Some states step up to prevent dog deaths in hot cars

It's dangerous to leave a dog in an unattended car. On an 80-degree day, it takes just 10 minutes for the interior of a car to heat up to 99 degrees.

It’s dangerous to leave a dog in an unattended car.
On an 80-degree day, it takes just 10 minutes for the interior of a car
to heat up to 99 degrees.

Hundreds of dogs each year perish from searing heat in unattended cars, left there by individuals who don’t understand what a risk to the animal’s life it is.  With the car windows rolled up, even on a comfortable day, temperatures can spike in a flash and a life-threatening situation can develop.  On an 80-degree day, it takes just 10 minutes for the car to heat up to 99 degrees.  It doesn’t help much to roll down the windows, and animals don’t have sweat glands to release some of that heat.

Compelled to act by substantial numbers of animal fatalities, more than 20 states and many municipalities have made it a crime to leave an animal in a hot car as part of their anti-cruelty laws.   Now, a growing number of states are fortifying their laws by allowing good Samaritans to enter vehicles to remove animals under certain circumstances.

In 2015, Tennessee made history by passing the first such law of its kind in the nation, and since then the states of Florida and Wisconsin have come on board.  A similar bill has just landed on the Ohio governor’s desk, Michigan is considering a bill allowing the rescue of dogs from hot cars, and there is a bill in California that is moving ahead with strong bipartisan support.  Virginia just passed a new law in 2016 giving civil immunity to first responders.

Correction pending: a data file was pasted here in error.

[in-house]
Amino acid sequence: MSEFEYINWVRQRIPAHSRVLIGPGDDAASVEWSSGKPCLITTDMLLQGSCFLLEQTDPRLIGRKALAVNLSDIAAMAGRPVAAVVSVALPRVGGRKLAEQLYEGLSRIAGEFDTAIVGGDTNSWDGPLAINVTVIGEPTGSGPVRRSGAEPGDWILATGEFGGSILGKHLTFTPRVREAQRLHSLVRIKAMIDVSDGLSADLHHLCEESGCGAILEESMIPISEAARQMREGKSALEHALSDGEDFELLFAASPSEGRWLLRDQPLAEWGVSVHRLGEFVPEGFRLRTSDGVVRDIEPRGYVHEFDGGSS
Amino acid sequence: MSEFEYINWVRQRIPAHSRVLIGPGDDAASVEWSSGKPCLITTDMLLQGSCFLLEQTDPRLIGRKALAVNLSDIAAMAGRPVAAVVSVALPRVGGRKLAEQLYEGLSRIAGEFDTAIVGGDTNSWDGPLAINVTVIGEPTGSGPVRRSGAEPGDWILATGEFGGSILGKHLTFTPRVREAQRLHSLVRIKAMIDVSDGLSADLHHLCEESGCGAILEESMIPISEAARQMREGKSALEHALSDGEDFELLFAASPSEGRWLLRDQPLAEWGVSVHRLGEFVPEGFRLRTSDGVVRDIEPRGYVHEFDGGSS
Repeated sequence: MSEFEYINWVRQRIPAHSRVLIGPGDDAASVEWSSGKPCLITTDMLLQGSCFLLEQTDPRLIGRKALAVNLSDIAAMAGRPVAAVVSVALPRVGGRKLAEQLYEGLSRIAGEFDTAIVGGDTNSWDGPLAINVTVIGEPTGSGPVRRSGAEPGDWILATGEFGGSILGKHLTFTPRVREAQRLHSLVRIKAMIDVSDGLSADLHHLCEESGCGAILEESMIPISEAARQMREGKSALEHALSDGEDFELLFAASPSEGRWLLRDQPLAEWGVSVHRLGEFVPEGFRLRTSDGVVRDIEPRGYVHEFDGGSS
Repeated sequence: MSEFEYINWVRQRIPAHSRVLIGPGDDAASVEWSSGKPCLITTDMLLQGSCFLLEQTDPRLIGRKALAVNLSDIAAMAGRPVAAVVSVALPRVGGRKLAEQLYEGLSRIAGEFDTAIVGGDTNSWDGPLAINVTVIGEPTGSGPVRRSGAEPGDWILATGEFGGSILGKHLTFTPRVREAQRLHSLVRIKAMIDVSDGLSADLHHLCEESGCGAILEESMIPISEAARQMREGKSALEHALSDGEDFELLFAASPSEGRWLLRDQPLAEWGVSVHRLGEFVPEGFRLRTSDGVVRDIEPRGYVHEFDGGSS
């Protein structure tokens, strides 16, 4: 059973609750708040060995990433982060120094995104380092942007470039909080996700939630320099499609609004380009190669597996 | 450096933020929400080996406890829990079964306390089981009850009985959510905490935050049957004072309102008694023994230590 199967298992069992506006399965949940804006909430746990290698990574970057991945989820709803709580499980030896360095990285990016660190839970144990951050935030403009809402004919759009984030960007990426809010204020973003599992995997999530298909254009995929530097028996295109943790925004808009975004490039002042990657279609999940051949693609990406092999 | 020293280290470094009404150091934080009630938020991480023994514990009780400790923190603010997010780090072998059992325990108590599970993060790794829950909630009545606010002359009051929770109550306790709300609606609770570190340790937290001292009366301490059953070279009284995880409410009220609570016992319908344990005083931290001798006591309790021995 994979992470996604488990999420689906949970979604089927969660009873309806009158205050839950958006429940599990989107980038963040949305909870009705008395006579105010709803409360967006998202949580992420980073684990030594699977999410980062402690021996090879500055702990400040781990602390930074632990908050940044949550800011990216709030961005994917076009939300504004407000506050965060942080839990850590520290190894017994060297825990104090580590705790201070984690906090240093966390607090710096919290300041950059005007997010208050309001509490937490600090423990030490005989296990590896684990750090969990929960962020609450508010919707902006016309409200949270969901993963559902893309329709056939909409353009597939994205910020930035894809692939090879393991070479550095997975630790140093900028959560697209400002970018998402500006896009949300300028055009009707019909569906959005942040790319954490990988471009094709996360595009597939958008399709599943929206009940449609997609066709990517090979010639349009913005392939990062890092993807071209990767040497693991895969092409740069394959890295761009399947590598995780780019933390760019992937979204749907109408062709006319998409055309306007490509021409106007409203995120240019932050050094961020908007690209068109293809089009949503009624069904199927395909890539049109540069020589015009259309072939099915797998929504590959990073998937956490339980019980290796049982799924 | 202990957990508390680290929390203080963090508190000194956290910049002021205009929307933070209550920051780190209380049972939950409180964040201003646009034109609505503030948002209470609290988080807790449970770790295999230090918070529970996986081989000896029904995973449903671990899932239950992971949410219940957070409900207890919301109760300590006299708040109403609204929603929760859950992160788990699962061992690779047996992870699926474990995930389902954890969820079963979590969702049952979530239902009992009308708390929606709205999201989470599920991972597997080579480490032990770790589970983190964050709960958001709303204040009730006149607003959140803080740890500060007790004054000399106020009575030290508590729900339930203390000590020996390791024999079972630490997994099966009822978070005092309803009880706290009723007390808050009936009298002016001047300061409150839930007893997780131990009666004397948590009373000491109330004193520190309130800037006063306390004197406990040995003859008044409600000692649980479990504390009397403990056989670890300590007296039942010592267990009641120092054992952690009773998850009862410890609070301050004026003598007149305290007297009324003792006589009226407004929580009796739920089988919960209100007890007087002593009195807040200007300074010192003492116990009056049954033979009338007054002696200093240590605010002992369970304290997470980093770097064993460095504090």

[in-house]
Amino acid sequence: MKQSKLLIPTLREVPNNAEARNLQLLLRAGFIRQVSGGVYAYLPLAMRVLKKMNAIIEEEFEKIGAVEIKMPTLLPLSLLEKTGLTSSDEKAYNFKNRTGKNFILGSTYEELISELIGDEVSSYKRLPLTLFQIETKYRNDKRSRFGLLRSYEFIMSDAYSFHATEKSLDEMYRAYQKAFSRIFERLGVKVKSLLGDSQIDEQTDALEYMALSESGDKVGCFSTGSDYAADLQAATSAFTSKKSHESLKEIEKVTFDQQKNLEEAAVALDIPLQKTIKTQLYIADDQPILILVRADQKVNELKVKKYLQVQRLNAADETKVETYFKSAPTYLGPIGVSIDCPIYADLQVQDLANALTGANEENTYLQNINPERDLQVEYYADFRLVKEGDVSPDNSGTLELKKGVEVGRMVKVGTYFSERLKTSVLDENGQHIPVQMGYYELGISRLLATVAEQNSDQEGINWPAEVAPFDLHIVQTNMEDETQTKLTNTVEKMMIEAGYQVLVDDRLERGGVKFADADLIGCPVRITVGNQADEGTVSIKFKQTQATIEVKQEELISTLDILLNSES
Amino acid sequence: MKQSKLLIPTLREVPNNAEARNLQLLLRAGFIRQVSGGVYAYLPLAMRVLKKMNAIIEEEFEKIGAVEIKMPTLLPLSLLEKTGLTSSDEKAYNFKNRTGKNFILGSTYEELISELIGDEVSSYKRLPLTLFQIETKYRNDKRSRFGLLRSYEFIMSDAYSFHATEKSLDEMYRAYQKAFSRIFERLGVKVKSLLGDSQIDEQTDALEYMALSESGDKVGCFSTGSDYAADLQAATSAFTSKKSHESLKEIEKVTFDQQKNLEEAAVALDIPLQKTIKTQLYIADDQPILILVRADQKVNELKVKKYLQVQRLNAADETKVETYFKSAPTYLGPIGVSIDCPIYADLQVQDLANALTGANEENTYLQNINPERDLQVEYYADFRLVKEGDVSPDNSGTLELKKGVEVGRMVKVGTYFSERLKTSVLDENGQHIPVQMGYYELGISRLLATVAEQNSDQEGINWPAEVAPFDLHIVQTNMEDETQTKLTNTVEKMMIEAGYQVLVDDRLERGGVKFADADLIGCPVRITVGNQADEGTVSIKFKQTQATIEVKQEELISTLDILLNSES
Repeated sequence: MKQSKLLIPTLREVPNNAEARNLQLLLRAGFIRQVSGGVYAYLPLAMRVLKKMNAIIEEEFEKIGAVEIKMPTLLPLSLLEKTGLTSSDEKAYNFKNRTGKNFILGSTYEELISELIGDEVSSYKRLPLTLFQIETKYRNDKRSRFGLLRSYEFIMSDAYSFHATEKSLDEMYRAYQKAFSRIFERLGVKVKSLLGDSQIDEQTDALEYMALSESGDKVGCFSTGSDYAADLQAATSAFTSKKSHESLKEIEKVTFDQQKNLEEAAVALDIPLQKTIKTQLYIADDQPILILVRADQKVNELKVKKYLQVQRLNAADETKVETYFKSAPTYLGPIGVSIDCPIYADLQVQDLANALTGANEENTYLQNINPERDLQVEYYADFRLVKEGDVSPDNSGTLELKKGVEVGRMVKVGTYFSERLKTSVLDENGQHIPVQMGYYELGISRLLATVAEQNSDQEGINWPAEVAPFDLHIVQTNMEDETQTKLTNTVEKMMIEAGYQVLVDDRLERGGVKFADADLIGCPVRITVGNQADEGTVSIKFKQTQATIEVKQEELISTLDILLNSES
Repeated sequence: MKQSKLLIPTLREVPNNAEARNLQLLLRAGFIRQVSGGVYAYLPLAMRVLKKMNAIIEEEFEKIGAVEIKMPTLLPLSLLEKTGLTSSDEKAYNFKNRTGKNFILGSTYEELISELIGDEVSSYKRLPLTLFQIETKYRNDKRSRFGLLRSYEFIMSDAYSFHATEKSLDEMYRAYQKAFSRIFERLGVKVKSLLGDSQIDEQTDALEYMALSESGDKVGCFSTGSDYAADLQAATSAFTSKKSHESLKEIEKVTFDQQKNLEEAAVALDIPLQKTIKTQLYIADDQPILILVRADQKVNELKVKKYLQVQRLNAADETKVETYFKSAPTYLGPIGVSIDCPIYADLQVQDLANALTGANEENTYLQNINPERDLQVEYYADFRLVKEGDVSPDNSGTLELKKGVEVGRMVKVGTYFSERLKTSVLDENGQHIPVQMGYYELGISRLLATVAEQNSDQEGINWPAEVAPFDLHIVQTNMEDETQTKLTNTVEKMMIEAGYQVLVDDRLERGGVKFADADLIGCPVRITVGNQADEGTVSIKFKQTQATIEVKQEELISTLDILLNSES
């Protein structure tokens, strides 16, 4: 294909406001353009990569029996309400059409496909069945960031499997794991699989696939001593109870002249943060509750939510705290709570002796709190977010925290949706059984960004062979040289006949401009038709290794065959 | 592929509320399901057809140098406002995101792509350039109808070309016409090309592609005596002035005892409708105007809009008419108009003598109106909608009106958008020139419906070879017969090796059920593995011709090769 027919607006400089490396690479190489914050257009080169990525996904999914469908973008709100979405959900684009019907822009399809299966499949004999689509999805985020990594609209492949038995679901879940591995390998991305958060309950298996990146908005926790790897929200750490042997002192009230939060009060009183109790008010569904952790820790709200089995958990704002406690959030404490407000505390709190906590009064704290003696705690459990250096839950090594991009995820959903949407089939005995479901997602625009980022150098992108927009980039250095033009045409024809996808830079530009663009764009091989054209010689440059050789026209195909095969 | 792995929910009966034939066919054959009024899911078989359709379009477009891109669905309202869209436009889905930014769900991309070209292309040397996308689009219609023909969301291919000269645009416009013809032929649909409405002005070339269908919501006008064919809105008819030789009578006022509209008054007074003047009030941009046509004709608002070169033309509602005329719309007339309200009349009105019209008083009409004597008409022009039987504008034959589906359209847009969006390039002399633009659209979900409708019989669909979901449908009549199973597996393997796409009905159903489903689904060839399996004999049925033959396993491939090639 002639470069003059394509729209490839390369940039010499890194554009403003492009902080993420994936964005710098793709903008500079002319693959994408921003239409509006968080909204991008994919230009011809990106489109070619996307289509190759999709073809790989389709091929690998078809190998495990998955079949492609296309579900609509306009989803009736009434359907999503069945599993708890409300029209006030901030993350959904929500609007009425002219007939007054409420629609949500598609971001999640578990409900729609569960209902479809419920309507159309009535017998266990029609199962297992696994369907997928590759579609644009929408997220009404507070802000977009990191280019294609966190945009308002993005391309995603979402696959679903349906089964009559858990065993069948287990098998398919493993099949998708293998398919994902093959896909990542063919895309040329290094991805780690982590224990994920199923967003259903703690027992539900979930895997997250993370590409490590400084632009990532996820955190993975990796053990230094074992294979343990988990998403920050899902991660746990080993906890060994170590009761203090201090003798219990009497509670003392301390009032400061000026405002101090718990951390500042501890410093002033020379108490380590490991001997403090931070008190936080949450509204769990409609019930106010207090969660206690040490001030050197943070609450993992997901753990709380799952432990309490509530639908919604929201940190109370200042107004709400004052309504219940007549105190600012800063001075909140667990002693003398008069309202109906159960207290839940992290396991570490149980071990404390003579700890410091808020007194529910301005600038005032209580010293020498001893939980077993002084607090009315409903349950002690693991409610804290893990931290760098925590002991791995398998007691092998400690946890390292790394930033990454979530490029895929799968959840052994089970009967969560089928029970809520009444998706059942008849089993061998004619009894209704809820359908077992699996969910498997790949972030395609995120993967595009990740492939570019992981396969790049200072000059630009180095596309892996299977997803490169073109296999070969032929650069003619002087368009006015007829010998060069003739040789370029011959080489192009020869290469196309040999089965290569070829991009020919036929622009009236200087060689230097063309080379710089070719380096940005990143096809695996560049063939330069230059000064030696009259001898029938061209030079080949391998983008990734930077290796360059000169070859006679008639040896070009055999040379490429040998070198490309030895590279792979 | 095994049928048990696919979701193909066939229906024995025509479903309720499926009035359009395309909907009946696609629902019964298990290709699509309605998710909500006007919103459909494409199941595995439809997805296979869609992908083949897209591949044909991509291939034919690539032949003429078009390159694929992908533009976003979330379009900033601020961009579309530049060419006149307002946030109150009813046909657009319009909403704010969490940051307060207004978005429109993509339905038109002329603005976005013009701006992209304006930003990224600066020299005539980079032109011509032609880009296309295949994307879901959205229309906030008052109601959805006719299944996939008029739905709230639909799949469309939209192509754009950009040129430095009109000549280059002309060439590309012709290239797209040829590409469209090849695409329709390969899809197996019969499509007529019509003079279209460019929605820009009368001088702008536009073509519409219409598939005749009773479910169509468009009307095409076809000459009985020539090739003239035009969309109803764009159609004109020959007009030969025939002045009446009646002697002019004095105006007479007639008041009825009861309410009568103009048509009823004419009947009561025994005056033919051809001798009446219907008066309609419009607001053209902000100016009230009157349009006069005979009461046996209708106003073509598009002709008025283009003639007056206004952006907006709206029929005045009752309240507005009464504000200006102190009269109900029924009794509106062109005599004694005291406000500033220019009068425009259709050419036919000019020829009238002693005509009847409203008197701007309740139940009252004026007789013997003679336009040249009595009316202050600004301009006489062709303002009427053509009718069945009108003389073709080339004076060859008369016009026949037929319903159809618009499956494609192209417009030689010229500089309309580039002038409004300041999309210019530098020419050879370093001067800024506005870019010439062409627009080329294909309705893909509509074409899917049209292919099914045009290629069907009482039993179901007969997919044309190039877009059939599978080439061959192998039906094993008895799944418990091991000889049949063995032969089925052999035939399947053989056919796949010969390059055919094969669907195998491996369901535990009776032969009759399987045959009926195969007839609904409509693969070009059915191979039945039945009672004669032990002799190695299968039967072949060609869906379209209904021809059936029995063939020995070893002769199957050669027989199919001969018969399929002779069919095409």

On Humane Lobby Day in California, supporters rally for HB 797, a bill that would allow good samaritans to enter a car to save an animal from extreme heat.

On Humane Lobby Day in California, supporters rally for HB 797, a bill that would allow good Samaritans to enter a car to save an animal from extreme heat.

Many states have good Samaritan bills addressing the dangerous problem of children left in hot cars, and we’re now catching up to make sure that pets don’t face that same threat.  Intervention is carefully defined and kept as a last resort, only to be used when all other options have been exhausted and the animal is in visible distress.  The bills also spell out what is to be done after an animal has been removed to ensure that emergency care is provided and that pets are returned to their owners appropriately.

Most people are aware of the problem, but often don’t realize that it only takes a few minutes for temperatures to mount and a dangerous situation to develop.  Putting animals at risk of an agonizing and unnecessary death in a hot car is a problem we can all agree to prevent.

Pledge to never leave your dog in a hot car »

 

 

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Filed under animal abuse, animal cruelty, education, safety

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